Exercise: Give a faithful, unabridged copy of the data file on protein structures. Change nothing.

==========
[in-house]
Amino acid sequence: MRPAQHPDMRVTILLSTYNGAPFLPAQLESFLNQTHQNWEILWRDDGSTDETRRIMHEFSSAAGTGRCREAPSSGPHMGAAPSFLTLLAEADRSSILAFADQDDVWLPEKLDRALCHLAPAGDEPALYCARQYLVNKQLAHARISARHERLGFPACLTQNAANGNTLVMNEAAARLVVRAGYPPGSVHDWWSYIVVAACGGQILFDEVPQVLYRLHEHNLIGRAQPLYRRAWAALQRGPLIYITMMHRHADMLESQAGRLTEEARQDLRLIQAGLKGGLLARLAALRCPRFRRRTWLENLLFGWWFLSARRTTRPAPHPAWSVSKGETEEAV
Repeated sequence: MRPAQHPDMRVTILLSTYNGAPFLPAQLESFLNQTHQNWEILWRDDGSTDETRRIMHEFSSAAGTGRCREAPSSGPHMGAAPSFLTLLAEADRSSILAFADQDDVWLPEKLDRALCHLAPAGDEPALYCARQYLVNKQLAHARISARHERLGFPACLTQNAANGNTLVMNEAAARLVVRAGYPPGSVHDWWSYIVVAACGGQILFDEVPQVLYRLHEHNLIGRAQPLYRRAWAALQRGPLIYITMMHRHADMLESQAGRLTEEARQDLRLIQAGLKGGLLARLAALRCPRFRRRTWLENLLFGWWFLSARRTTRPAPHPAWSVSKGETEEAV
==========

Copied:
[in-house]
Amino acid sequence: MRPAQHPDMRVTILLSTYNGAPFLPAQLESFLNQTHQNWEILWRDDGSTDETRRIMHEFSSAAGTGRCREAPSSGPHMGAAPSFLTLLAEADRSSILAFADQDDVWLPEKLDRALCHLAPAGDEPALYCARQYLVNKQLAHARISARHERLGFPACLTQNAANGNTLVMNEAAARLVVRAGYPPGSVHDWWSYIVVAACGGQILFDEVPQVLYRLHEHNLIGRAQPLYRRAWAALQRGPLIYITMMHRHADMLESQAGRLTEEARQDLRLIQAGLKGGLLARLAALRCPRFRRRTWLENLLFGWWFLSARRTTRPAPHPAWSVSKGETEEAV
Repeated sequence: MRPAQHPDMRVTILLSTYNGAPFLPAQLESFLNQTHQNWEILWRDDGSTDETRRIMHEFSSAAGTGRCREAPSSGPHMGAAPSFLTLLAEADRSSILAFADQDDVWLPEKLDRALCHLAPAGDEPALYCARQYLVNKQLAHARISARHERLGFPACLTQNAANGNTLVMNEAAARLVVRAGYPPGSVHDWWSYIVVAACGGQILFDEVPQVLYRLHEHNLIGRAQPLYRRAWAALQRGPLIYITMMHRHADMLESQAGRLTEEARQDLRLIQAGLKGGLLARLAALRCPRFRRRTWLENLLFGWWFLSARRTTRPAPHPAWSVSKGETEEAV